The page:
Then, what is the future trajectory of our research based on the above discussion? I would like to suggest three tentative suggestions—more specifically two perspectives and one method—to be incorporated in our future research.
First, each researcher is required to have two different but overlapping perspectives: translocal and its rupturally liminal life, and hybridity as a diasporic identity. What are translocality and hybridity? According to Fumitaka Matsuoka, translocality is being multi-conscious among competing and contradictory ways of looking at reality. In other words, translocal (and rupturally liminal) consciousness affects one’s subjectivity, transforming one’s relatively stable and fixed identity into something more hybrid and porous. Therefore, if we are to determine an order of priority between translocality and hybridity, it would be appropriate to say that translocal experiences bring about the hybrid identity of the diasporic individual-community continuum. However, both are mutually interpenetrating realities. Then, what are the fundamental elements at play beneath translocality and hybridity? Those are changeability, contingency, and power-differentials. These three elements affect translocality and hybridity through a complex interplay that lies beneath both. Thus, as the postcolonial study rightly indicates, a researcher should closely look at the point of contact between an individual and community from the perspective of changeability, contingency, and power-differentials. What come out of the point of contact between an individual and community are events and experiences. At the point of contact, the predetermined categories and prejudices reveal their inaccuracy, necessitating in-depth descriptions through an entirely new interpretive move (certainly, as indicated above, it is impossible to grasp and describe the entirety of translocality and hybridity). In this sense, we should take as the first research subject, diffuse, fluid and often contradictory events and experiences that are brought about from the spatio-temporal point of contact where individual, community and society meet, by synthetically considering diverse related elements. This follows the trajectory of being dialogical, participatory and responsive to a multiplicity of historical occurrences. In other words, this implies that any future researcher should reduce the importance of “the great individual of history” and increase the importance of institutional histories, and especially the significance of particular events in diasporic life.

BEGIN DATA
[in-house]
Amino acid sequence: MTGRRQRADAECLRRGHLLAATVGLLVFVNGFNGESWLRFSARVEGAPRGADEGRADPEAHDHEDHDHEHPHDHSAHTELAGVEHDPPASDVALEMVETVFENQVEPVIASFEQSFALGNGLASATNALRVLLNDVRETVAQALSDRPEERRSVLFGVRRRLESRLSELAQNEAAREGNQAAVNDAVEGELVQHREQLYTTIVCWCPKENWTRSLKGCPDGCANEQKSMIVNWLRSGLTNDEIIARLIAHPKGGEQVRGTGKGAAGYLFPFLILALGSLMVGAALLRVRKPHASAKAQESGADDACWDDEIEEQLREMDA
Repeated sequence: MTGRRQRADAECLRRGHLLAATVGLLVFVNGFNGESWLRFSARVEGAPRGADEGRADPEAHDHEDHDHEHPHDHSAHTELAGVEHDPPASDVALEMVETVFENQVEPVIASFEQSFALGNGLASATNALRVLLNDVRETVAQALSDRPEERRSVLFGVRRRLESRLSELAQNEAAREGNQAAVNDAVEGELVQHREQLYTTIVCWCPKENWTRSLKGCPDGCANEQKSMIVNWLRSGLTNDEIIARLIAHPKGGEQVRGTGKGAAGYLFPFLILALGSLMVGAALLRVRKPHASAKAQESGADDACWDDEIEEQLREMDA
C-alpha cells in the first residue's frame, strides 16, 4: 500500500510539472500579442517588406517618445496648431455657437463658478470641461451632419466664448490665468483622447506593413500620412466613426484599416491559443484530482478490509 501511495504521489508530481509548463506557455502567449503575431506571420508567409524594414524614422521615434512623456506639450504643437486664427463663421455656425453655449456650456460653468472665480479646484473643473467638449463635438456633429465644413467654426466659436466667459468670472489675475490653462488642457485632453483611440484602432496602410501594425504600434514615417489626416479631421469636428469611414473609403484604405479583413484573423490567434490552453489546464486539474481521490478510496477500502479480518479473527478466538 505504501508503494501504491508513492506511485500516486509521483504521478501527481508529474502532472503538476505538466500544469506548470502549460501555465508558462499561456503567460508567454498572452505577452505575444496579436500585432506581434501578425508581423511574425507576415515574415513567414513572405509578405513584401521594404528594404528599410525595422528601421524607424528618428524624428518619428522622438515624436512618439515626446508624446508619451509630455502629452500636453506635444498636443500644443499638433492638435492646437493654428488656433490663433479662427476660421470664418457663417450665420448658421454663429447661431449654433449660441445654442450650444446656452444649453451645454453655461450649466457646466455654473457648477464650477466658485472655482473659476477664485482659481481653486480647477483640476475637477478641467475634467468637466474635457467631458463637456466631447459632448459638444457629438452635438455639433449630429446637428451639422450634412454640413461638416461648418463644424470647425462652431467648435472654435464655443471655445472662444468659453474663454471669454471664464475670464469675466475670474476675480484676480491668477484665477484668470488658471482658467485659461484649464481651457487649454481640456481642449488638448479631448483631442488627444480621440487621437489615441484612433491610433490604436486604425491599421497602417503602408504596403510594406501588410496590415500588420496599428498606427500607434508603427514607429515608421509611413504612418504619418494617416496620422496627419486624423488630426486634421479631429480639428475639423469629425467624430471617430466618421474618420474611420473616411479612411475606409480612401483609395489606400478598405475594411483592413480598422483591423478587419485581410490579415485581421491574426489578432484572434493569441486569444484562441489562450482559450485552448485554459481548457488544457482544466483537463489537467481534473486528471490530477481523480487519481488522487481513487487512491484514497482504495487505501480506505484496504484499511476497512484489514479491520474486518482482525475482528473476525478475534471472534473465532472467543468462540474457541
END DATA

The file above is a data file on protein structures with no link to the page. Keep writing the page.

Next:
What becomes clear from the above discussion is that it is extremely difficult to narrate the hidden reality of the Boston Korean Diaspora, only with written sources. Therefore, I think it is useful and necessary to employ Mary Elizabeth Moore’s ethogenic method for future research, in the sense that it shares presumptions/understandings with the previous discussion. In this method, the goal is to attend to a community’s story—the complexities of its everyday life, which reveal a dynamic interplay of beliefs, values, and practices. In other words, researchers focus on complexities, interactions, and transformation over time. The ethogenic approach can be described as: narrative, inter-subjective, flexible and open, unobtrusive, and self-conscious. Among those characteristics, three stand out for the Boston Korean Diaspora Project. First, to be narrative is to gather stories from many people, to observe multiple stories of community life, and to weave the several stories into one communal story, though it will only be an approximate picture of the community’s life. Second, inter-subjectivity is to view every individual as a subject with a story to tell, regardless of distortions from his/her unique filters, needs and desires. In this sense, no one perspective will be true and others false. Third, we need to be self-conscious of researcher bias, such as their expectation, preconceived ideas and categories. There three suggestions exactly correspond with what I described above.